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Crysten Nesseth’s father taught her how to weld when she was 8 years old. It was a skill he passed down from his manufacturing business, and one she failed to pick back up until graduating college in 2012.

The Wisconsin native wasn’t sure what was in store for her after her stint at St. Olaf, so she went back to work for her father in the plant — in some cases, doing welding work that wasn’t up to snuff, she said.

“Because I’m an artist, [the lines] were never quite precise enough,” said Nesseth, founder of industrial scrap metal design company Iron Maid Art.

Nesseth displayed her handmade metal creatures, ranging from gardening tin men to dragons and robots, at Saturday’s third annual HAMMS event. The pay-to-shop event, which stands for “Help A Minnesota Maker Succeed,” acts as a crowdfunding market for emerging local entrepreneurs, said co-founder Becky Sturm.

About 40 vendors sold their jewelry, beauty lines, food and home products at Schmidt Artist Lofts in St. Paul. These smaller pop-up events are what got Sturm’s business running, she said, and are crucial for making a name for new entrepreneurs.

“There’s so much product out there, and so many stores are still buying goods from other countries because it’s cheaper to make,” said Sturm, who developed her own line called 3waybeauty. “This is a great way to target a customer who wants to shop local.”

Vendors are chosen to participate based on their social media presence and seriousness about their start-up. “Is this just a hobby or your livelihood?” Sturm asked. “We know how hard this is, so we want to make sure they’re trying to make this work.”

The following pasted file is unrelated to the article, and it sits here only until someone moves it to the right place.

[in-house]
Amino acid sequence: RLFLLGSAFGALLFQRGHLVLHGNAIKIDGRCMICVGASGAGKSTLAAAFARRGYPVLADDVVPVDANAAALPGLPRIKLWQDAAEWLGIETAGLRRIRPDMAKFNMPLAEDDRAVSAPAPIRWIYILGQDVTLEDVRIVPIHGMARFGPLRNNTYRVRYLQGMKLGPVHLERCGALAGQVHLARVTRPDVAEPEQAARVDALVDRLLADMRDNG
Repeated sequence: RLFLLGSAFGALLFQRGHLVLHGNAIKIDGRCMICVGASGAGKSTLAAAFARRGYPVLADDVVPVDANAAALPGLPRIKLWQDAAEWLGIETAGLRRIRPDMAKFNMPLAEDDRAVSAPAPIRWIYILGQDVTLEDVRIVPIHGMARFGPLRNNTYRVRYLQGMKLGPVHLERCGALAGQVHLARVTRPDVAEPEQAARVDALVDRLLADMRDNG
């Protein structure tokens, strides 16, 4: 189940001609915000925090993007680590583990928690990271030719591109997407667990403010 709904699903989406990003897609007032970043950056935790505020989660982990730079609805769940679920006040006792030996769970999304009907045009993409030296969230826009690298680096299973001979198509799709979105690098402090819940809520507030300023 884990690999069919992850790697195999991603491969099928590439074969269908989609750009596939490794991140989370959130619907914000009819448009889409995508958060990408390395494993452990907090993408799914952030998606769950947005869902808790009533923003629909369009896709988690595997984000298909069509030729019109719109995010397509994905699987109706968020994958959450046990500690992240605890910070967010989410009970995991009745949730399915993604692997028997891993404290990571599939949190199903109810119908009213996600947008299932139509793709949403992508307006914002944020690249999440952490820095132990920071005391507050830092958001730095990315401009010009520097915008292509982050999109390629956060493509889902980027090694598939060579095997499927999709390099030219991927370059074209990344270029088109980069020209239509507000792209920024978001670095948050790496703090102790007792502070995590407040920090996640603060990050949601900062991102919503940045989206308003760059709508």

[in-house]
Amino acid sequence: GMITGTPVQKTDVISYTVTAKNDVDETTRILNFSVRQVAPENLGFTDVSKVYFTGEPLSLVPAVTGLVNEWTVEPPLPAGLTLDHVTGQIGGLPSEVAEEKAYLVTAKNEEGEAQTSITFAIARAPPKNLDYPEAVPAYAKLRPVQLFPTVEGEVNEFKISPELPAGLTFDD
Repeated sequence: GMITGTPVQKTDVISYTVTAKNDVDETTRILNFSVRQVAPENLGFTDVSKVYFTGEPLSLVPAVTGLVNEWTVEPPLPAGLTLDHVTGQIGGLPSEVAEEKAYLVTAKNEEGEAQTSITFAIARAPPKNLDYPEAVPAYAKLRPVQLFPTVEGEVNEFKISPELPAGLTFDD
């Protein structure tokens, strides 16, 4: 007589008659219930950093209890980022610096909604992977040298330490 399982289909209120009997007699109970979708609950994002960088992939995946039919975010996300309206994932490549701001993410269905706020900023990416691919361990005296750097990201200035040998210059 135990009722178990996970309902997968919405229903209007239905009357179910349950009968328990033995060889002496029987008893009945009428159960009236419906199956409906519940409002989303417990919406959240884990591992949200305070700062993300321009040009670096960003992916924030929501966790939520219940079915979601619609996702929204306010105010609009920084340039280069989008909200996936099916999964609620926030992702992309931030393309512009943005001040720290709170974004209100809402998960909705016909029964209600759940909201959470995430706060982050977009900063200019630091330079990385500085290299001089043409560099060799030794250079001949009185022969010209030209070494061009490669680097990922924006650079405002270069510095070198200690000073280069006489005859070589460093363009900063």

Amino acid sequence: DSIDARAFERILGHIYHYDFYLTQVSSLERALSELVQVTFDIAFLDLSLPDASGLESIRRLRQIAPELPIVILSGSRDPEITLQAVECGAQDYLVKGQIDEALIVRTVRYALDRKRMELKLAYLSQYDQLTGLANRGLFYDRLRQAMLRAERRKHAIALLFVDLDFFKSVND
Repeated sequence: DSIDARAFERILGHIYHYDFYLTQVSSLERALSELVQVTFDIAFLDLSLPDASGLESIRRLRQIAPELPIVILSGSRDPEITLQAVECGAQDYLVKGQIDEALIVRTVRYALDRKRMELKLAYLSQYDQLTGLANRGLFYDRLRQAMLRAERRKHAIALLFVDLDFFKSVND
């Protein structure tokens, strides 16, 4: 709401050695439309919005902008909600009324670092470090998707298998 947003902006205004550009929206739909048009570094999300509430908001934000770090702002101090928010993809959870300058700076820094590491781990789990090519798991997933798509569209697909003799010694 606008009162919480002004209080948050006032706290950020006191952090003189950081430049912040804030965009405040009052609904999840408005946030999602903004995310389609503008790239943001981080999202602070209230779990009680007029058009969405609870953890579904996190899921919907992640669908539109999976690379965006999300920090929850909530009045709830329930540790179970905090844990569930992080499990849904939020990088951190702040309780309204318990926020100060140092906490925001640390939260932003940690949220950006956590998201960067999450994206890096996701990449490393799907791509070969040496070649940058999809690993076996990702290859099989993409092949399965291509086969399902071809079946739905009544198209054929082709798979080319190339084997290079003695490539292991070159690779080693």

HAMMS — also a nod to its former location, the old Hamm’s Brewing shipping docks — donates as much as $5,000 in ticket sales to one lucky entrepreneur through a random drawing.

Mary Ann Schokmiller, of Mendota Heights, was drawn to the event after eyeing a promotional flier at a local bakery. She bought two of Nesseth’s original steel-cut ornaments — one of Italy, where she recently visited, and one of Lake Superior, which she frequented as a child.

Schokmiller loved that the figures were made of recycled scrap material.

“It’s whimsical. Not even construction wants [the materials] anymore,” she said.

Many of the product lines played on that market, turning trash into treasure.

Tammy Rice has made a living the last eight years by designing inner tube jewelry from old tractor, dump truck and bicycle tubes. She originally made beaded jewelry, but woke up one night with the idea.

“I wanted to make something different, and I wanted to make something recycled,” Rice said.

For novice crafters, the showcase allowed for more exposure and potential deals with wholesalers strolling through.

“We’re all learning; we’re a resource for each other,” said Todd Paulson of Dundry Hill, which makes handcrafted felt mobiles. “It’s just nice to know that you’re not alone.”